I make no apologies for being a shared parenting advocate. As a family therapist, I’ve understood for years that kids need both parents. But in 2003, the clinical benefits that are achieved for children in shared parenting and the negative outcomes that often result when a parent is under involved became even more meaningful to me when my son was born.
Yet with all the research and understanding, a minute few still try and argue that the need for shared parenting somehow changes in a divorce or never married dynamic. Unfounded rationalizations include “schlepping from one house to the other is burdensome for kids and they’ll do better if they have one primary home.” Fact is, most family therapists and research concludes that as long as the environment is safe, predictable and consistent, children do fine in multiple environments. However, they do poorly when the frequency of contact with their parent is restricted to a visitor status and the voids then created tend to be acted out in highly destructive ways.
As a valued family clinician once told me early on in my case, a child’s need for a healthy attachment and loving relationship with both parents trumps any need for one residence, neighborhood, etc. It takes real time to develop and maintain that sort of relationship. I’ve seen this truth illustrated in my child’s life. He spends equal time between two homes that are 30 miles apart but he’s thriving in every way. Not surprising, children, like adults, define relationships by the frequency of contact and quality of time they spend with someone so regardless of a marital status, it requires a quantity of time to authenticate a parental role. If you’re being challenged in your legal ability to achieve something to that end, retain an experienced family law attorney who understands what the Michigan Parenting Time Guideline states:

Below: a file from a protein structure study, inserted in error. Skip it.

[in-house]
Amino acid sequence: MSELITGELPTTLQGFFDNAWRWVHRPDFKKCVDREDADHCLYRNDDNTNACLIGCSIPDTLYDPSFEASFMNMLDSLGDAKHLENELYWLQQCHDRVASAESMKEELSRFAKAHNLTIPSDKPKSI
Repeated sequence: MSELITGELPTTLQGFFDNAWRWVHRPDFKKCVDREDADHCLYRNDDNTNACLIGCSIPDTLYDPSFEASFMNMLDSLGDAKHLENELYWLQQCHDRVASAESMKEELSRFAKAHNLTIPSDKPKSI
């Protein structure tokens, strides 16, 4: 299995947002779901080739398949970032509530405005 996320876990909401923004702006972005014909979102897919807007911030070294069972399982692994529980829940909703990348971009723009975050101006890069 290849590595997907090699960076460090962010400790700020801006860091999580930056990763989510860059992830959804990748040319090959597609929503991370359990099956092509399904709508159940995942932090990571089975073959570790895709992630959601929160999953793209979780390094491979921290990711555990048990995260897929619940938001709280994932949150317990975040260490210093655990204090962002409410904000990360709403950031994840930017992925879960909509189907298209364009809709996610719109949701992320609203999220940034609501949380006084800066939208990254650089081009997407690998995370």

Michigan statutes recognize that when parents separate or divorce, their children’s best interests are served by continuation of the parent/child relationship. So strong is this recognition that the law establishes a presumption that it is in the best interests of a children to have strong relationships with both parents. Therefore, parenting time should be of a frequency, duration and type reasonably calculated to promote a strong relationship between the children and parent. The children have a right to parenting time unless the court determines on the record by clear and convincing evidence that parenting time would endanger the children’s physical, mental or emotional health [MCL 722.27a].
Calculating parenting time in a frequency, duration and type that promotes strong relationships between children and their parents. Sounds like a novel idea, certainly nothing that requires sophisticated clinical training or legal brilliance, yet this remains the single most controversial aspect of divorce. One reason why is that some parents continue fighting by trying to use children as pawns to control and hurt the other parent.
Make no mistake about it, taking a willing parent out of the mix of parenting will ultimately hurt and scar your children.